Mr. Bush, the White House said, would not alter his schedule because of security concerns. Only two days before the Ashcroft-Mueller press conference, Bush had made a prime-time televised speech on the Iraq war in which he sought to defend the US occupation on the grounds of the post-9/11 “war on terror.” In the course of a 32-minute speech, he uttered the words “terror,” “terrorist” or “terrorism” 19 times. Yet, he made no mention of an imminent Al Qaeda attack on the US.
A far more plausible explanation for the press conference is the raging political crisis of the Bush administration and the increasingly open and brutal conflict between warring factions within all branches of the US state.
The growing debacle for American imperialism in Iraq, combined with an increasingly fragile and dangerous economic situation, has undermined the confidence of significant sections of the ruling elite in the Bush administration. Differences on policy, both foreign and domestic, anger within the military over the incompetence of Bush, Cheney and the civilian leadership of the Pentagon, long-simmering disputes between the CIA, State Department and Pentagon are converging to produce a toxic atmosphere within the highest levels of the state apparatus.
Mounting popular opposition to the Iraq war and the Bush administration is being registered in opinion polls that report sharply declining approval ratings for the incumbent, only six months away from the 2004 election.
The political and media establishment is awash with discussions over the electoral implications of a terrorist attack before Election Day. The possibility—or likelihood—of such an event is “in the air”. Bush administration spokesmen are openly speculating on the impact of a major terrorist incident, and concluding that it could only help Bush’s chances. (See “More ‘Washington whispers’ about possible pre-election terrorist attack”).
Under these conditions, there can be no doubt that Wednesday’s press conference was a calculated bid to foment an atmosphere of fear and panic.
One purpose is to cover up the disarray and incompetence of the government in general, and the Justice Department and FBI in particular. Only last month the then-acting director of the FBI appeared before the panel investigating the September 11 attacks and testified that Ashcroft had displayed utter indifference to the mounting signs of an impending terrorist act in the months preceding the hijack-bombings.
And just two days before the press conference, the FBI was forced to admit that it had wrongly named a Portland, Oregon lawyer, Brandon Mayfield, as an accomplice in the March 11 train bombings in Madrid, Spain. On the basis of a false fingerprint match, the FBI had arrested the lawyer and kept him in jail for two weeks on a material witness warrant.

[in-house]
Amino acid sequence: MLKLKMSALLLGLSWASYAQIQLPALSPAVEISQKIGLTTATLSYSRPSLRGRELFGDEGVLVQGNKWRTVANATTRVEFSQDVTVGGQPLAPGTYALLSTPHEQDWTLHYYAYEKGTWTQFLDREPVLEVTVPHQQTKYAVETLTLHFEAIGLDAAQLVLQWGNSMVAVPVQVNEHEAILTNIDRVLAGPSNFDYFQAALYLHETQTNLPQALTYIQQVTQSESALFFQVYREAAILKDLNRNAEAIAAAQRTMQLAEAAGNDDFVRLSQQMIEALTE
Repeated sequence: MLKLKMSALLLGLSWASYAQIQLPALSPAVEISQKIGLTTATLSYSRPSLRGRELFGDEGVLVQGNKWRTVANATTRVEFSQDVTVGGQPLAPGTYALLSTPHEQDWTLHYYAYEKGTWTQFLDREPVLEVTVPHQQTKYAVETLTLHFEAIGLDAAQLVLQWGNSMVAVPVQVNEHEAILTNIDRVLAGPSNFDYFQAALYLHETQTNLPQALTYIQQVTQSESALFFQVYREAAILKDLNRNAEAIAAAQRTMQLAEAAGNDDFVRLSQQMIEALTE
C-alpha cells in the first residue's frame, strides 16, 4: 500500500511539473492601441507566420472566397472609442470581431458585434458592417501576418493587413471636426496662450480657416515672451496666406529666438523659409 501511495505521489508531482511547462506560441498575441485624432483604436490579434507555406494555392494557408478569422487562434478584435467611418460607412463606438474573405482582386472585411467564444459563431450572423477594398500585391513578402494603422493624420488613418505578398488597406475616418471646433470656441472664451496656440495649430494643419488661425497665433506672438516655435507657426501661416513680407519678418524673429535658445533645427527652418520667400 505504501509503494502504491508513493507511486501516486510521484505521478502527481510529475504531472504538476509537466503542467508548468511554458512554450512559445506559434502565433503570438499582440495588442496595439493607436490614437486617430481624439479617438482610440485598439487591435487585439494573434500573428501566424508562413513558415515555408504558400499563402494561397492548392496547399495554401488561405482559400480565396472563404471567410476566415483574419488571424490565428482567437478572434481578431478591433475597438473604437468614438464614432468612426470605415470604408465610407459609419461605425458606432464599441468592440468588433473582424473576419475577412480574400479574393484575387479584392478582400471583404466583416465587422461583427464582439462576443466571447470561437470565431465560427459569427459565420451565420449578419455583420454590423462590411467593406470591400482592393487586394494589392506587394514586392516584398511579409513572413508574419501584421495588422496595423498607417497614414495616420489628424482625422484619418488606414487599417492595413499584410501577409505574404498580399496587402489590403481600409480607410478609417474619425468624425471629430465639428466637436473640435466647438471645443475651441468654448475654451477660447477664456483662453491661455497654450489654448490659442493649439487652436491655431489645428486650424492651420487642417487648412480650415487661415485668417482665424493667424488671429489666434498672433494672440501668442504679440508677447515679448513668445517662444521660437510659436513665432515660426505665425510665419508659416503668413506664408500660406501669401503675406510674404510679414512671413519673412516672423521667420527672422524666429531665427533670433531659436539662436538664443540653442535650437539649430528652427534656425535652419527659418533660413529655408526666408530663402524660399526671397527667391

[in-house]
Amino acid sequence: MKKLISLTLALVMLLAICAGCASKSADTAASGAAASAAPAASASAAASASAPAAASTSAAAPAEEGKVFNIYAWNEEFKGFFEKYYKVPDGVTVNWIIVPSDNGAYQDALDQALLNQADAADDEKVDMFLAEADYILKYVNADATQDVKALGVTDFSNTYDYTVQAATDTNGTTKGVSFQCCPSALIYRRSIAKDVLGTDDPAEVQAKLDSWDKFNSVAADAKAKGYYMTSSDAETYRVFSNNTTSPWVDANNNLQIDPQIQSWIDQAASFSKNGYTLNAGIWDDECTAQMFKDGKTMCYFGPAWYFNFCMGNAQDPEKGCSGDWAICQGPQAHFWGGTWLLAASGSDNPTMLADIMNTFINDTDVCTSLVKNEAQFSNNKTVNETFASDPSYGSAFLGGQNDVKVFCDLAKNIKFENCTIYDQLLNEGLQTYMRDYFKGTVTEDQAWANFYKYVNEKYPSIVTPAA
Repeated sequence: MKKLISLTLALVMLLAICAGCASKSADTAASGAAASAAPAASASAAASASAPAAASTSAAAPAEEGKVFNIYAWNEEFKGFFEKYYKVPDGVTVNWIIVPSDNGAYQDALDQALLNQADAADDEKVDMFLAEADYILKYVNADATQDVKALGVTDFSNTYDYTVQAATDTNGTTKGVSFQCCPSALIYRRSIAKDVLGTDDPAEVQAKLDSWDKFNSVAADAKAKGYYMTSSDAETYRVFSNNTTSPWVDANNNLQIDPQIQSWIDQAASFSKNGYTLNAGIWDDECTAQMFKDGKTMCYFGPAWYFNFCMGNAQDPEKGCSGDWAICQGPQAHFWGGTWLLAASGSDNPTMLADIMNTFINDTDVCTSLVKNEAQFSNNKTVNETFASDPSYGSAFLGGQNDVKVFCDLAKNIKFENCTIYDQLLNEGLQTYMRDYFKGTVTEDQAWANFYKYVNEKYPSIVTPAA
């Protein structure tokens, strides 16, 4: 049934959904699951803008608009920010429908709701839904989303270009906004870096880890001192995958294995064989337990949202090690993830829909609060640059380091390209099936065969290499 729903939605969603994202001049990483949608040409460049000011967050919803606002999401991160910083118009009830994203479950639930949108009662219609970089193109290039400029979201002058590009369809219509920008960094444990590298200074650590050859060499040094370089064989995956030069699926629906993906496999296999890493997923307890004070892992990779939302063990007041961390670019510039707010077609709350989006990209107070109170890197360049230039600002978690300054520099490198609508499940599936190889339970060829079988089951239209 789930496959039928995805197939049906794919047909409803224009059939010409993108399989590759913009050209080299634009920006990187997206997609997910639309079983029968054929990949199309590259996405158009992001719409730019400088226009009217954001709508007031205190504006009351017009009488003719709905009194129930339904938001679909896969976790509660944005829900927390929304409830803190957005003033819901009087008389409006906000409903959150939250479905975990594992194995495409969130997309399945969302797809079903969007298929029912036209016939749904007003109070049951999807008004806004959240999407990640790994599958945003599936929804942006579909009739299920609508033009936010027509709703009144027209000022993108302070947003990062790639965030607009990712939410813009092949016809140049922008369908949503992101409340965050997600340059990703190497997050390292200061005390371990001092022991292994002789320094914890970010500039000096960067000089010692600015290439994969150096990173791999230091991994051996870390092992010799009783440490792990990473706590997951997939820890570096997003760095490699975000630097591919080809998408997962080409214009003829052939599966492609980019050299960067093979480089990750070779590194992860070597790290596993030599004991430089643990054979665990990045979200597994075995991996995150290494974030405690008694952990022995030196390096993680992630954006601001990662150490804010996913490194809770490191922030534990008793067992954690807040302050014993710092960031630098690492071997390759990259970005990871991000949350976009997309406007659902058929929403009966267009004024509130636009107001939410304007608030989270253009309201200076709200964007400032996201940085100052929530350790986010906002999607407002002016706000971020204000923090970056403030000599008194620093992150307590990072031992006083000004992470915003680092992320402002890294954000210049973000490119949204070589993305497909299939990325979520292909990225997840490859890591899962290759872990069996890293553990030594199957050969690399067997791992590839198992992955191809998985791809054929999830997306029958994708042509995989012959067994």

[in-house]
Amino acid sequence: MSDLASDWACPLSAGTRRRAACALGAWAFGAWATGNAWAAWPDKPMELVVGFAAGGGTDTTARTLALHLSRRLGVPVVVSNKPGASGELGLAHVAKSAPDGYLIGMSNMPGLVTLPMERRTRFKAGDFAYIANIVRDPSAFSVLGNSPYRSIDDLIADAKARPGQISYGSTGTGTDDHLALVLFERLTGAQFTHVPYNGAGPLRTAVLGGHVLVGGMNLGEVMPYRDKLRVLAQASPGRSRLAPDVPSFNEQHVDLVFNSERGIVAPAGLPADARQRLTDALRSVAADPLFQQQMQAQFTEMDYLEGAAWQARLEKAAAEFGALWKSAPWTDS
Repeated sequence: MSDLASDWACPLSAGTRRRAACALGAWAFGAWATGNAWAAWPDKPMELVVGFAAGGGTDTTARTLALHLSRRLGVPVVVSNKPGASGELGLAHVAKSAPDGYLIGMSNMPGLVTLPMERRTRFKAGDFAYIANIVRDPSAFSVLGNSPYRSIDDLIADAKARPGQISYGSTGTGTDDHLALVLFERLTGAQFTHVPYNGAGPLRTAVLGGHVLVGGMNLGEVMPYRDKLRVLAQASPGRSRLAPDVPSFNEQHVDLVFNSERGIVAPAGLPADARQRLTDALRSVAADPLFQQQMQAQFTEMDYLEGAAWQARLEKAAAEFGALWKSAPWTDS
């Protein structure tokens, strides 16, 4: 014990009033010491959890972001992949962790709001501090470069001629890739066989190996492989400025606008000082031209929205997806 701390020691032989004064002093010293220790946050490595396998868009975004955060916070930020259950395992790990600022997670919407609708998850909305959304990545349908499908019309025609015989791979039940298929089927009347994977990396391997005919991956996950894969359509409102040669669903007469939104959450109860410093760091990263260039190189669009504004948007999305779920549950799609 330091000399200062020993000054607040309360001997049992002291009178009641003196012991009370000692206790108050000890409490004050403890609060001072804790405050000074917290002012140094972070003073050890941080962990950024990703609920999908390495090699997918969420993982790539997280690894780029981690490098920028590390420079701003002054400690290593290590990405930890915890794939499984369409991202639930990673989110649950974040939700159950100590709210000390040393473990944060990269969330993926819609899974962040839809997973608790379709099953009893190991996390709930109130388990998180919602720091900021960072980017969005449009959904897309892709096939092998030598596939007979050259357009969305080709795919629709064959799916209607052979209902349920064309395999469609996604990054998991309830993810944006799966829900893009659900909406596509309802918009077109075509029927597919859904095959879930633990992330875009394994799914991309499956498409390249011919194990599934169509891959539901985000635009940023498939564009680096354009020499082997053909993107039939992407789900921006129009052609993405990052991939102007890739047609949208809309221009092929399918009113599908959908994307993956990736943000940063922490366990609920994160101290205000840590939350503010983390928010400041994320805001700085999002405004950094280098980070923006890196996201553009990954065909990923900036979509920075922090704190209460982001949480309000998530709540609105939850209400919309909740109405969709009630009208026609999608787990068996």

The Mayfield fiasco highlighted the illegal and unconstitutional methods that have routinely been employed by the Justice Department and FBI, in the name of the “war on terror,” since 9/11.
The more ominous purpose is to lay the groundwork for a traumatic event that will result in the elections being held in an atmosphere of fear. Ashcroft, Mueller, Bush, Cheney and company are looking and even hoping for a terrorist event that will enable them to stampede public opinion behind Bush. Or, if the prospects for success on this basis appear dim, suspend the elections altogether.
This, after all, is the same gang that employed lies to drag the country into war, and demonstrated, in the aftermath of 9/11, its readiness to use the threat of terrorism to advance its reactionary political agenda. This criminal political element is quite capable of allowing, or even facilitating, a terrorist attack to hold onto power.
One thing that clearly emerged from Wednesday’s press conference was the intention of the Bush administration to intensify its attacks on democratic rights in the run-up to the elections. Ashcroft and Mueller announced that they would begin a new round of “interviews” of targeted individuals, ostensibly to extract intelligence about terrorist plots. This means new round-ups, primarily of Arabs and Muslims, similar to the sweeps that were carried out after 9/11 and prior to the launching of the Iraq invasion.
And in a chilling statement that points to a further assault on civil liberties, Ashcroft said: “May I be clear on this: We seek unprecedented levels of cooperation with state and local law enforcement in collecting intelligence...” Decoded, this means a vast expansion of wiretaps, search and seizures, and all other forms of domestic spying.
These developments fully confirm the warning issued by the Socialist Equality Party in our 2004 election statement, where we wrote:
“Bush’s decision to stake his political survival on his self-proclaimed role as a ‘war president’ has the most ominous implications for the American people. There is no reason to assume that the Bush administration will willingly give up office, no matter what the popular sentiment. There is a real danger that, in the course of the 2004 campaign, the current administration will permit, or even engineer, a new and devastating terrorist attack within the United States, especially if Bush’s electoral fortunes take a turn for the worse. There have already been hints in the US media that in the event of such an attack, the November 2 election could be postponed or canceled outright, or held under conditions of martial law.”
The greatest danger of a terrorist attack is not external. Rather, it stems from the provocations being prepared by sections of the American ruling elite and its state apparatus.